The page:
WHAT INFERENCES SHOULD THE JUDGE DRAW WHEN A WITNESS CLAIMS PRIVILEGE AGAINST SELF-INCRIMINATION?
The judgment of Mr Justice Nugee in Clydesdale Bank plc -v- Stoke Place Hotel Ltd (in administration)  EWHC 181 (Ch) is another one of those cases we will look at twice. Both posts will be about the judge’s assessment of witness credibility. Here we look at the judge’s approach to the defendant’s evidence when the defendant claimed privilege against self-incrimination and the factors that played a part in the overall assessment of of the defendant’s evidence.
- When a witness in a civil case refuses to answer questions on the grounds that it would incriminate them the court would not draw adverse inferences in relations to their evidence (since that would undermine the privilege).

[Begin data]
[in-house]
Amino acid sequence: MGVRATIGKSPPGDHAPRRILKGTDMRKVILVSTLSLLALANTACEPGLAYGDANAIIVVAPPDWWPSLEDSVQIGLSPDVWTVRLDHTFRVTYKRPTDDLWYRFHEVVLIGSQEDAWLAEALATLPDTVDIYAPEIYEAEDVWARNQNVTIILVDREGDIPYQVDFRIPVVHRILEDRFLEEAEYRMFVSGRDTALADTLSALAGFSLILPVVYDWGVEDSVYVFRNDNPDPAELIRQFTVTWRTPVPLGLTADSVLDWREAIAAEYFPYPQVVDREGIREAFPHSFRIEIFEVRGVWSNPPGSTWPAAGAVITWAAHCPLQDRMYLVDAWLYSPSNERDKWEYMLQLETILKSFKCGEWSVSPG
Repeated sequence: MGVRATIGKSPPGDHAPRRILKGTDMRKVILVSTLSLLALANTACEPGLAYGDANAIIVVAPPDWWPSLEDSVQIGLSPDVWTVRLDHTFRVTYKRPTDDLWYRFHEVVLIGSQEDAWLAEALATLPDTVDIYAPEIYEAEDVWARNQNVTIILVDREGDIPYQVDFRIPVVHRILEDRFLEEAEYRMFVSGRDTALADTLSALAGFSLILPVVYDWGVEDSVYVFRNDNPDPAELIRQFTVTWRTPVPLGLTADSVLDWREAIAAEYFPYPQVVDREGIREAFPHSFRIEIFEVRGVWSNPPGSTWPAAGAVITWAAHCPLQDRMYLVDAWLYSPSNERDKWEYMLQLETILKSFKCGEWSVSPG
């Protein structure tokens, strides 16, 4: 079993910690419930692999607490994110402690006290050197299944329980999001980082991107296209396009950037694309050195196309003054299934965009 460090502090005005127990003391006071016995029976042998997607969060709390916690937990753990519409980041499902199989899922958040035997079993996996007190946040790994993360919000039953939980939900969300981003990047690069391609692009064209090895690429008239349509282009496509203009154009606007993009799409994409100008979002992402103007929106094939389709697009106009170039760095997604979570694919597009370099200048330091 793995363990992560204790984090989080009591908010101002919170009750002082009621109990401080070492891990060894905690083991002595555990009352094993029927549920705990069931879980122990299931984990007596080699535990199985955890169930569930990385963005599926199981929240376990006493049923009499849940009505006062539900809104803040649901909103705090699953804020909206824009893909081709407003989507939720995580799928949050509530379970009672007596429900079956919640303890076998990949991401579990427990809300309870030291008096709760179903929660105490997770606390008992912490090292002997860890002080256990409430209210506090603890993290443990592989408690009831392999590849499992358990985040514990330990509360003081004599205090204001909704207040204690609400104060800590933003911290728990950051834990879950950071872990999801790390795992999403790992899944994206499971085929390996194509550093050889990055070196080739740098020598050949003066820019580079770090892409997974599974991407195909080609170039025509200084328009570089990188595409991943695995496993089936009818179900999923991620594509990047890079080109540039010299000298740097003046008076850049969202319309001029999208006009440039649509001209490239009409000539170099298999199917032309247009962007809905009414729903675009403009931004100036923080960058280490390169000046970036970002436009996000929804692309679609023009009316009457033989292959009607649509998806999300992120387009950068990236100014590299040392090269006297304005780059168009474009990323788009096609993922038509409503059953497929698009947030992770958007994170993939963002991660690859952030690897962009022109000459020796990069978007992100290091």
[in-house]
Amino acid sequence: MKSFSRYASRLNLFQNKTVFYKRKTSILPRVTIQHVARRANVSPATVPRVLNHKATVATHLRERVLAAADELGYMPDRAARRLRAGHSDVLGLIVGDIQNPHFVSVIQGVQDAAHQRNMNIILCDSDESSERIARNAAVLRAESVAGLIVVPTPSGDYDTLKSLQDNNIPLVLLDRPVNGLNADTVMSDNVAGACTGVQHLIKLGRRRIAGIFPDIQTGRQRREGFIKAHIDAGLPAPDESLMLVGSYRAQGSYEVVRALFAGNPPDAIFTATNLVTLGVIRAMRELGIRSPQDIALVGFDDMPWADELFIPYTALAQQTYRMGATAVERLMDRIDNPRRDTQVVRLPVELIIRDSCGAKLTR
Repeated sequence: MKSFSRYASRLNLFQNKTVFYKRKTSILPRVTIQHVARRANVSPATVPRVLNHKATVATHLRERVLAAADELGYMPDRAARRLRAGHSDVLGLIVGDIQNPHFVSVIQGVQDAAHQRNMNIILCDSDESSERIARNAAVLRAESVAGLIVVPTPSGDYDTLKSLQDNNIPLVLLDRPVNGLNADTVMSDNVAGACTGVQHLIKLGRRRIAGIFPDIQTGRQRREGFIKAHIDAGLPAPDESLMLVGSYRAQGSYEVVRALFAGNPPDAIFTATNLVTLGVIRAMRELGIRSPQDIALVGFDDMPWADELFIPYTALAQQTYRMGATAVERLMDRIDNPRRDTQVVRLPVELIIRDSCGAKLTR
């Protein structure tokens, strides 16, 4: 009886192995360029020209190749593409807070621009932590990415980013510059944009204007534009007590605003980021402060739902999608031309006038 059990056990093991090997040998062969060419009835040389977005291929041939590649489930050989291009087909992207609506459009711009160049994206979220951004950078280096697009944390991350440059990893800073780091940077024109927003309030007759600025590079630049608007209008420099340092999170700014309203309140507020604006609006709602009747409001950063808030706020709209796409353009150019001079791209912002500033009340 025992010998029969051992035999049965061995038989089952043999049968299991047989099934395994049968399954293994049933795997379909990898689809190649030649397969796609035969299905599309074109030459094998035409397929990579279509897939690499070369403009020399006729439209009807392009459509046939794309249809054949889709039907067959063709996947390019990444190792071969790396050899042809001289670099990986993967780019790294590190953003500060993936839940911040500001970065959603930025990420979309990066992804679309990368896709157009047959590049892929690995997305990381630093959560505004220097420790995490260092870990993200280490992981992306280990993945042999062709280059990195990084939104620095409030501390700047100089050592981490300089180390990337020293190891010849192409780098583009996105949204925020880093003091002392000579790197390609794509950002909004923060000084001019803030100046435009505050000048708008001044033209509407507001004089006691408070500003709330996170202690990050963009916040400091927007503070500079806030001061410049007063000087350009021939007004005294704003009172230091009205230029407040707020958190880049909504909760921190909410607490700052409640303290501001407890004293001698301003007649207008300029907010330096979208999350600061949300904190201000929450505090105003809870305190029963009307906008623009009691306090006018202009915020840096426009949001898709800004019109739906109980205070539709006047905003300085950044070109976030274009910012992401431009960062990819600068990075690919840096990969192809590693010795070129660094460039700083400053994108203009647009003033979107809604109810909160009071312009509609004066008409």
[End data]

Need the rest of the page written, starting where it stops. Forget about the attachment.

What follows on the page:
- In the absence of any answer, however, the court court has no explanation from the defendant on such matters.
- The court would, therefore, come to factual explanations in the absence of an explanation from the witness
RELATED POSTS: INFERENCES DRAWN FROM ABSENT EVIDENCE
- Adverse inferences not drawn when witnesses are silent: another example
- Civil evidence: absent doctor does not lead to an adverse inference.
- Adverse inferences from missing documents and witnesses: another case to point.
- More on adverse inferences from absent witnesses: a clinical negligence case.
- Durrant case back in the reports: what presumptions should a judge draw when a party is debarred from calling witnesses
- My article in The Local Government Lawyer “Silence is not necessarily golden”.
- Gordon Ramsay and witness evidence: absence of key witnesses does not lead to turning up of the heat
- Inferences to be drawn from silence: the views of the Supreme Court
- Absent witnesses are not necessarily decisive: Western Trading considered
- A failure to disclose can be just as telling as disclosure itself.